A historic Staffordshire country pub has closed its doors for the first time in 250 years after a row between the landlord and its owners Punch Taverns.

The award-winning Swan with Two Necks in Longdon, near Rugeley, first opened as an inn in 1755 and even managed to stay open in both world wars – but now the beer taps have run dry.

It follows claims Punch Taverns wanted to change its current agreement with the landlord, forcing them into a “tie” where they would pay the company higher than market value for all of its drinks in return for cheaper rent.

Licensee Anne Walters, who lives at the pub with her 12 year-old daughter, claims Punch Taverns won’t supply her with beer until the dispute is resolved.

If the row isn’t settled, she could be forced to move out. She said: “This pub is at the heart of the village and plays an active part in community life. My locals are gutted that it’s closed. I would like to see it open again as soon as possible, serving great beer and food to locals and visitors alike.”

Villagers, backed by real ale action group group CAMRA, have launched a campaign to save the pub and have been quick to criticise Punch Taverns, based in Burton, for “dragging its feet”.

Ian Strachan, a former pub regular, has accused the firm of having a “hidden agenda” in offering “more draconian” lease terms that he claims would make the pub “unviable”.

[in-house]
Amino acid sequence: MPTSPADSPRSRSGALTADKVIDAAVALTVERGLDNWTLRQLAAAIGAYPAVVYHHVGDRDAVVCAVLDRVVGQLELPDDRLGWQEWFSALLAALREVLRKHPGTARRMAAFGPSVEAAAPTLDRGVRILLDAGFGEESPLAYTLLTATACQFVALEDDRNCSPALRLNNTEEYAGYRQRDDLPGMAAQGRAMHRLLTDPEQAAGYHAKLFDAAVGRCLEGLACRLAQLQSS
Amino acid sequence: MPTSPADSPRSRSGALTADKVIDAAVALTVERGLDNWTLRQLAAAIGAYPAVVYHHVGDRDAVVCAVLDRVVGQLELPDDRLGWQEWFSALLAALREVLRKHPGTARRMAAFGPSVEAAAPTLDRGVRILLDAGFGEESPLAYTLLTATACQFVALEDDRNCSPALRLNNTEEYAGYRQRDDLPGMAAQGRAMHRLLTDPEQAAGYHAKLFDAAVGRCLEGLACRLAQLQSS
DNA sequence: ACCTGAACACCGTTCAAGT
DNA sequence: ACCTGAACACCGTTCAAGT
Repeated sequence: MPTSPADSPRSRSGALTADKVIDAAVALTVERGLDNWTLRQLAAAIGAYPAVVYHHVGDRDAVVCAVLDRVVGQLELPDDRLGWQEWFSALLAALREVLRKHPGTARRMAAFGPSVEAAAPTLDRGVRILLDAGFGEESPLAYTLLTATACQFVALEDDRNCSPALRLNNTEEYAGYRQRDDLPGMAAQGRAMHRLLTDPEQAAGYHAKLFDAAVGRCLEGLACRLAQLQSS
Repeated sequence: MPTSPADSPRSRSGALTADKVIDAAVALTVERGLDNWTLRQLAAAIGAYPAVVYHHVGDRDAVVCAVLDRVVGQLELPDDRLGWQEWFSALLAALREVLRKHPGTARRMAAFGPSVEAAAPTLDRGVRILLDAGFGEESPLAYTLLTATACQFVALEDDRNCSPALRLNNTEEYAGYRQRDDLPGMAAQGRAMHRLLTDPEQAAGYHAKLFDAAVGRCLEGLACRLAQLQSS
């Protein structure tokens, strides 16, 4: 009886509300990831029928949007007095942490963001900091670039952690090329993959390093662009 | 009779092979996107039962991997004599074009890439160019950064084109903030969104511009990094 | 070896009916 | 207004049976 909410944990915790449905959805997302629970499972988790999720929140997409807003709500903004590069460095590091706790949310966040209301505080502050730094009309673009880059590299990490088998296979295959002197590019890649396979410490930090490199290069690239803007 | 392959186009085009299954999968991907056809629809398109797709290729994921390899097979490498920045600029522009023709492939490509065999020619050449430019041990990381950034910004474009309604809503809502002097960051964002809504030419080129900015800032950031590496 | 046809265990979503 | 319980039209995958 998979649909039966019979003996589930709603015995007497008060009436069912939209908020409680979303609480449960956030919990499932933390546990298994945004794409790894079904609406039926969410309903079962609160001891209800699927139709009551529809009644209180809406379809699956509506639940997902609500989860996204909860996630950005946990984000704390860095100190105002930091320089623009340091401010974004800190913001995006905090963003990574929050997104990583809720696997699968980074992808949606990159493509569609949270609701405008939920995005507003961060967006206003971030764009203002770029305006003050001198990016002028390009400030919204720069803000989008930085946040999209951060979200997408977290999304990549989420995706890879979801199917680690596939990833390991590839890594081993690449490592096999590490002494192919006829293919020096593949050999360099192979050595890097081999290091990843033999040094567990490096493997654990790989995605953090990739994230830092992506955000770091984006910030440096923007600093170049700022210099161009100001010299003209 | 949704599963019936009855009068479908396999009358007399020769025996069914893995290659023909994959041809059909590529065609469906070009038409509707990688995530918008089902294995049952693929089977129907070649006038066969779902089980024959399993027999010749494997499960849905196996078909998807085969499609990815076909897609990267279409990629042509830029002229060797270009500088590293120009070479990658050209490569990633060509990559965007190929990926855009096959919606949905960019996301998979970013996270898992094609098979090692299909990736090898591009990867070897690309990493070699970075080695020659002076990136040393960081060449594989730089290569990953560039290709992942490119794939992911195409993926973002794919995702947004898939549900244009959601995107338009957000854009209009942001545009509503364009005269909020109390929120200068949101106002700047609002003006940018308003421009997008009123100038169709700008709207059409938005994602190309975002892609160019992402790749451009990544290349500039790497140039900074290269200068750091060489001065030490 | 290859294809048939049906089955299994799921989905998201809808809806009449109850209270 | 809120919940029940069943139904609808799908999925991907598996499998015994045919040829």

He said: “Punch say it wants the pub open, but its actions do not support its words. Punch is behaving dreadfully and affording no respect to Anne who has worked tirelessly to make the Swan the fantastic village pub at the heart of the community which it has been for many years.”

The pub’s appearance in the national Good Beer Guide for 30 consecutive years has been described by CAMRA’s Adam Randall, as an “outstanding and extremely rare achievement”.

But he warned prolonged closure could see it deleted from the guide ending its “exemplary record”. Mr Randall said: “This is an outcome we do not want. It appears Punch is not taking timely and assertive action to resolve this. We want to see Anne regaining the reigns of this pub and returning it to successful operation. Speed is of the essence.”

Last month the Business Select Committee called for drastic reform of the pub industry to stop locals closing at an alarming rate. They criticised large pub companies for the “beer tie” system, which campaigners have argued push up the price of a pint.

“The deep-seated problems within the industry, and in particular the relationship between pub companies and their lessees who run pubs, have been the subject of repeated scrutiny,” said Adrian Bailey, the committee chairman. “Each report challenged the industry to deliver meaningful reform. On every occasion the industry was found wanting.”

Lichfield MP Michael Fabricant has described its closure as “very unfortunate”. He said: “I have written to Punch Taverns and hope that with a realistic rent, it will soon be able to find new lessees and the pub will be able to re-open.”

A Punch Taverns spokeswoman said: “We are doing everything we can to re-open the pub and we are currently awaiting feedback from the licensee.”